Gender Variation In Sign Language

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Abstract:

The proposed topic for this article is gender variation in American Sign Language. In other words, men and women often sign differently when using American Sign Language. Our research will focus on the sign production, facial expressions, and body language chosen by both men and woman. Our research focuses on if and how do men and women sign differently in ASL. With this variation study we will prove that male and female signers sign different through the follow hypotheses: if the affective meaning is more prevalent in female signers than in male signers, then women will be more expressive by means of a larger signing space and more facial expressions when using American Sign Language; if men are using American Sign Language, then they will use less pronouns than women; if women are signing in American Sign Language, then they will use the citation form, while men use a linguistically less formal American Sign Language structure; and if men are using American Sign Language, then they will sign in a lower signing space. To collect our data we will use videos showing female and male signers. These videos will compare and contrast the signing styles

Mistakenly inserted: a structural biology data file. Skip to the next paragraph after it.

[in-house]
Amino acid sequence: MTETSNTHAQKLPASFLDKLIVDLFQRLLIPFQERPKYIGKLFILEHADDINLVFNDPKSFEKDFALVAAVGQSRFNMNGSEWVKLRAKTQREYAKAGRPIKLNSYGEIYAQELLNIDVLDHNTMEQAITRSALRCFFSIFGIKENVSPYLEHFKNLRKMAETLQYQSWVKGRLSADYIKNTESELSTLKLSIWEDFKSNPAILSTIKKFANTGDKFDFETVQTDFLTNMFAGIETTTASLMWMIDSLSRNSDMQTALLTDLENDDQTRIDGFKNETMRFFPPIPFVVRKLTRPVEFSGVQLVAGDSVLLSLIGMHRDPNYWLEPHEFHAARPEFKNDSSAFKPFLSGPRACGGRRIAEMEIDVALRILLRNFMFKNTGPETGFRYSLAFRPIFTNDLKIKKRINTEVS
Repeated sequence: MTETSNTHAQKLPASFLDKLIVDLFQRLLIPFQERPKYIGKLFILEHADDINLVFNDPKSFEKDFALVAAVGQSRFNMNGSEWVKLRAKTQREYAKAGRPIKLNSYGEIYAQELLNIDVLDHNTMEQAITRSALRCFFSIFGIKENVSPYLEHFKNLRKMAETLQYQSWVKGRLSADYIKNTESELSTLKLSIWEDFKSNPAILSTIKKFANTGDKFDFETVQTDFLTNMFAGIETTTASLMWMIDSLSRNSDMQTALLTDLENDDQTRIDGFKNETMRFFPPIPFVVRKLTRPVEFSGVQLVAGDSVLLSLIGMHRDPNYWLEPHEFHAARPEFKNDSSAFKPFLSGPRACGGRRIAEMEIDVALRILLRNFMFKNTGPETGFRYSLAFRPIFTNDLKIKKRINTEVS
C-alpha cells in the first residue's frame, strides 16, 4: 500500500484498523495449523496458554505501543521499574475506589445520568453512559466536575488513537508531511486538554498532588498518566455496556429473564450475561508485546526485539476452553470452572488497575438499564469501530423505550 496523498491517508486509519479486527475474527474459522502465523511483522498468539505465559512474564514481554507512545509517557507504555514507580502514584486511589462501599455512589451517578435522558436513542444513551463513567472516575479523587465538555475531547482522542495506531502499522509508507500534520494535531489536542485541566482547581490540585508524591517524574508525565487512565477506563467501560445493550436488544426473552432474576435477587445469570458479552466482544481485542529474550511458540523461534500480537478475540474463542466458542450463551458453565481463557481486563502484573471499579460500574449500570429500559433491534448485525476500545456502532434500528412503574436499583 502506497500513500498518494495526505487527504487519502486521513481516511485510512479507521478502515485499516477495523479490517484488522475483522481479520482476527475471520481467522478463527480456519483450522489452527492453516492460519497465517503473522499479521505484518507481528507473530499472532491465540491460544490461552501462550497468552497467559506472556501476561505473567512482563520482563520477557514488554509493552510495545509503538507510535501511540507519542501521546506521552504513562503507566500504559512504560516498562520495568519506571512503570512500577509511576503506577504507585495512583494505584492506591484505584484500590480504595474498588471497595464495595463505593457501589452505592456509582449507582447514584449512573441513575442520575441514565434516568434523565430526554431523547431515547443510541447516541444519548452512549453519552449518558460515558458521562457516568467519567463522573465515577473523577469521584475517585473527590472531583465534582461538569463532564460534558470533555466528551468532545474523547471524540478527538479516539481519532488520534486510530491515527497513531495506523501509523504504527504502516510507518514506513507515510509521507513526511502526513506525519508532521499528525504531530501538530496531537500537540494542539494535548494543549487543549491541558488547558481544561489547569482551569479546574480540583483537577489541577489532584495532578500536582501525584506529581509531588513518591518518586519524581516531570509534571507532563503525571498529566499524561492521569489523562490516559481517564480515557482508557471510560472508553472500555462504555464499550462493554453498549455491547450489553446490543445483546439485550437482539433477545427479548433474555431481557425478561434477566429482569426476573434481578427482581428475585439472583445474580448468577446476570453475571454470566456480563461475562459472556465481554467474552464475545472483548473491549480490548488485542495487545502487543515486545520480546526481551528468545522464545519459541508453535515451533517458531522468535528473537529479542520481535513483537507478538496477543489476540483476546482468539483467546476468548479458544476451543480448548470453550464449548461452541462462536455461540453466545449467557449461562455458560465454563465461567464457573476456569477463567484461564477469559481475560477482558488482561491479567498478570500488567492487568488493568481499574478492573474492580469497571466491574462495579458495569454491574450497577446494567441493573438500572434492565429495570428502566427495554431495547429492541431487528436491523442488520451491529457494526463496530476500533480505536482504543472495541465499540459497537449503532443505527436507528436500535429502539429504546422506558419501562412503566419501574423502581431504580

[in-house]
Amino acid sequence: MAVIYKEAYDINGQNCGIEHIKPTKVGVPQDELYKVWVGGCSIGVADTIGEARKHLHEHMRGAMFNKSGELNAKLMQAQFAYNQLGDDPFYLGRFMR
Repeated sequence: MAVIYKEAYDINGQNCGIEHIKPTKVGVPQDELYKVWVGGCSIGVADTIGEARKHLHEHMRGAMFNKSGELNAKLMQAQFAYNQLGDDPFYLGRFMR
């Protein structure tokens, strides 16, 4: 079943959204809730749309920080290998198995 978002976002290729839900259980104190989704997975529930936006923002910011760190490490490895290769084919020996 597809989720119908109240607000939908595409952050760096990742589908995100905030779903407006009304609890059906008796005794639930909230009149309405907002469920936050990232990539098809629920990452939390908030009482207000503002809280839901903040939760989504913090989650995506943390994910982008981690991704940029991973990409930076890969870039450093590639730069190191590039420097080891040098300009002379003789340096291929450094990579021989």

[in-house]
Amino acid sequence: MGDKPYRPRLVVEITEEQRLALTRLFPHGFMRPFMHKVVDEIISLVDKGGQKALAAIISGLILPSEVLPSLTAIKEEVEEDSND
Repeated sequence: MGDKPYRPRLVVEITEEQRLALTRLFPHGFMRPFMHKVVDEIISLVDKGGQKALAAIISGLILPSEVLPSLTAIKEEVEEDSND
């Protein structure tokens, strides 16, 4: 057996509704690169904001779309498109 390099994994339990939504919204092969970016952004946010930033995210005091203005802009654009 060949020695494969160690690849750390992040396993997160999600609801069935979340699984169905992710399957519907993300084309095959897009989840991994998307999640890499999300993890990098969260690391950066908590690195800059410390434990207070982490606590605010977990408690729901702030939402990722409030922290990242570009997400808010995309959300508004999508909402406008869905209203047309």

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To further analyze this finding we looked more into our academic source, “Gender Variation in Sign Production by Users of American Sign Language.” We focused on two image samples of Heather Hamilton’s findings. One of which had a man and woman signing “house,” and the other image had a man and a woman signing “notice” (these examples can be seen in the bibliography). In both samples the women are using the prescriptively accurate, citation form of “house” and “notice.” The men in the samples however are not using the citation form of these signs. Therefore after this analysis we found that women use citation form of ASL more often than

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